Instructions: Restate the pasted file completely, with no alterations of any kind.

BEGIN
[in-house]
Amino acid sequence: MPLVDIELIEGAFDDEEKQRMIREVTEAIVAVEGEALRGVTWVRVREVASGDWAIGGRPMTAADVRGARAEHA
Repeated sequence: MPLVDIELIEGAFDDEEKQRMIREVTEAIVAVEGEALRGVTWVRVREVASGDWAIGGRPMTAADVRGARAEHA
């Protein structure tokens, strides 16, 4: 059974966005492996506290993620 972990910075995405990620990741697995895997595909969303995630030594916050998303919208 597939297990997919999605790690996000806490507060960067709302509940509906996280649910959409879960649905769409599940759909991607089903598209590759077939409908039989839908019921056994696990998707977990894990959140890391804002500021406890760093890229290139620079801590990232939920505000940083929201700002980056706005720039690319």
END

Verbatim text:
[in-house]
Amino acid sequence: MPLVDIELIEGAFDDEEKQRMIREVTEAIVAVEGEALRGVTWVRVREVASGDWAIGGRPMTAADVRGARAEHA
Repeated sequence: MPLVDIELIEGAFDDEEKQRMIREVTEAIVAVEGEALRGVTWVRVREVASGDWAIGGRPMTAADVRGARAEHA
């Protein structure tokens, strides 16, 4: 059974966005492996506290993620 972990910075995405990620990741697995895997595909969303995630030594916050998303919208 597939297990997919999605790690996000806490507060960067709302509940509906996280649910959409879960649905769409599940759909991607089903598209590759077939409908039989839908019921056994696990998707977990894990959140890391804002500021406890760093890229290139620079801590990232939920505000940083929201700002980056706005720039690319």